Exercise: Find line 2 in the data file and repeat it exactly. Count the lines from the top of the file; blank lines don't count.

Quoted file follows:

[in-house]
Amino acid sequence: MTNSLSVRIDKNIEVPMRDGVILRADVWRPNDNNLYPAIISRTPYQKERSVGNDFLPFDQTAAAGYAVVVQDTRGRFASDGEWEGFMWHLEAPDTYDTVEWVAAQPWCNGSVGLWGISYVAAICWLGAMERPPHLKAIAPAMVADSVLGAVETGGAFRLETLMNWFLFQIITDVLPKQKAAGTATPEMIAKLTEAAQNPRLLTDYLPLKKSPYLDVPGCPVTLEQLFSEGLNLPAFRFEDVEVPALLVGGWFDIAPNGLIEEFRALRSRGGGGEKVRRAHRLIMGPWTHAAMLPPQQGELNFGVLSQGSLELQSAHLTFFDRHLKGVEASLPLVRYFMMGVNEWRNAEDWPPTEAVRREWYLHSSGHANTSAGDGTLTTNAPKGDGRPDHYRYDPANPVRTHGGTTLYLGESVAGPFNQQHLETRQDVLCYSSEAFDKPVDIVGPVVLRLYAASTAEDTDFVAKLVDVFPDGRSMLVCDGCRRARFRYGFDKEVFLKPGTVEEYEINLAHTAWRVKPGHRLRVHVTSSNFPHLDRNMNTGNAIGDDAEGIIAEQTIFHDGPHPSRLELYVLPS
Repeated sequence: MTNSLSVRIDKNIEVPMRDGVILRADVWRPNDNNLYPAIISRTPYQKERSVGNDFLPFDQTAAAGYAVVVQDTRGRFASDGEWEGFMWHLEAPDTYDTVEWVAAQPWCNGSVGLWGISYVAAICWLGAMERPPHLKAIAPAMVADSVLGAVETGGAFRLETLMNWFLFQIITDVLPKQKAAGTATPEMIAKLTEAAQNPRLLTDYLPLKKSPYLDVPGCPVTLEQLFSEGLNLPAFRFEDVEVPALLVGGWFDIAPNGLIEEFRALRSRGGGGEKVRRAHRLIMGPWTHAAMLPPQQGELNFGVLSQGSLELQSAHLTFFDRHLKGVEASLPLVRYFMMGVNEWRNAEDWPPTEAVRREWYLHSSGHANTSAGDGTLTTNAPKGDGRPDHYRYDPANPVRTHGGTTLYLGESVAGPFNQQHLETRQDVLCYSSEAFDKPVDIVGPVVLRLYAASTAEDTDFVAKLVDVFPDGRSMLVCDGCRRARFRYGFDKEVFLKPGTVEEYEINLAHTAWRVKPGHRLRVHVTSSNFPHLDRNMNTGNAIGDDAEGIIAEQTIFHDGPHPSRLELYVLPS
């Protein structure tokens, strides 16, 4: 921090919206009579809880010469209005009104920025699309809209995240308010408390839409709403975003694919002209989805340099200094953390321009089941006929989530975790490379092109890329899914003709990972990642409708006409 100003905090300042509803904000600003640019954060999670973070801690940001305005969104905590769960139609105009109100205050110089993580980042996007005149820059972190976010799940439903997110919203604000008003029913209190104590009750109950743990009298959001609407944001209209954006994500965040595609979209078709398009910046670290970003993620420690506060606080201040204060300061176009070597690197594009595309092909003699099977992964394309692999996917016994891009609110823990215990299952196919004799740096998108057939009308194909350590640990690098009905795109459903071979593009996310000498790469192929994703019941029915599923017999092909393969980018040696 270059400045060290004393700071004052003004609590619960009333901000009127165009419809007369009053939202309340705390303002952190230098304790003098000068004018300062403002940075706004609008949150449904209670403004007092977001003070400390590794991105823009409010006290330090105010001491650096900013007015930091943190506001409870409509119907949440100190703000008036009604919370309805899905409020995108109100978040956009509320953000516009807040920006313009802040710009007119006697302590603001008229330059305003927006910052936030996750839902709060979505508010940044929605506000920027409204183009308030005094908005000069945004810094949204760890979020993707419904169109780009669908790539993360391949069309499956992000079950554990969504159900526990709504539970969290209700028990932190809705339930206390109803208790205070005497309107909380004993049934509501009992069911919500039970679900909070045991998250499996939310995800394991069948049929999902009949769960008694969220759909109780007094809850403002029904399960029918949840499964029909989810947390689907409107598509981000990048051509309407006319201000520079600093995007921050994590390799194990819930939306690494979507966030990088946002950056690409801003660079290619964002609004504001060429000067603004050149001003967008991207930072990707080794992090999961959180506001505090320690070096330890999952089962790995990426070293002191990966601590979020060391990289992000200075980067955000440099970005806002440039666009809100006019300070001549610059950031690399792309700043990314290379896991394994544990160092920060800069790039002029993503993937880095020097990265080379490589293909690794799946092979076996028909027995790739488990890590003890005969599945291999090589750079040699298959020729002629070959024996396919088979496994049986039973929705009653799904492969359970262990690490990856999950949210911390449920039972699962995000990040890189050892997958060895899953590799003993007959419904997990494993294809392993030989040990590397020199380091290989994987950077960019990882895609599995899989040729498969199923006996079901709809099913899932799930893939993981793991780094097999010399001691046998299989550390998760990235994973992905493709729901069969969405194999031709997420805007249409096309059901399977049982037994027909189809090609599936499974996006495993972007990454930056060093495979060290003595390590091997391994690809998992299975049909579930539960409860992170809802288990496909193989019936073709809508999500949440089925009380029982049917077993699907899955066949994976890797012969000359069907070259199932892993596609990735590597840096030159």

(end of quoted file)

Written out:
Amino acid sequence: MTNSLSVRIDKNIEVPMRDGVILRADVWRPNDNNLYPAIISRTPYQKERSVGNDFLPFDQTAAAGYAVVVQDTRGRFASDGEWEGFMWHLEAPDTYDTVEWVAAQPWCNGSVGLWGISYVAAICWLGAMERPPHLKAIAPAMVADSVLGAVETGGAFRLETLMNWFLFQIITDVLPKQKAAGTATPEMIAKLTEAAQNPRLLTDYLPLKKSPYLDVPGCPVTLEQLFSEGLNLPAFRFEDVEVPALLVGGWFDIAPNGLIEEFRALRSRGGGGEKVRRAHRLIMGPWTHAAMLPPQQGELNFGVLSQGSLELQSAHLTFFDRHLKGVEASLPLVRYFMMGVNEWRNAEDWPPTEAVRREWYLHSSGHANTSAGDGTLTTNAPKGDGRPDHYRYDPANPVRTHGGTTLYLGESVAGPFNQQHLETRQDVLCYSSEAFDKPVDIVGPVVLRLYAASTAEDTDFVAKLVDVFPDGRSMLVCDGCRRARFRYGFDKEVFLKPGTVEEYEINLAHTAWRVKPGHRLRVHVTSSNFPHLDRNMNTGNAIGDDAEGIIAEQTIFHDGPHPSRLELYVLPS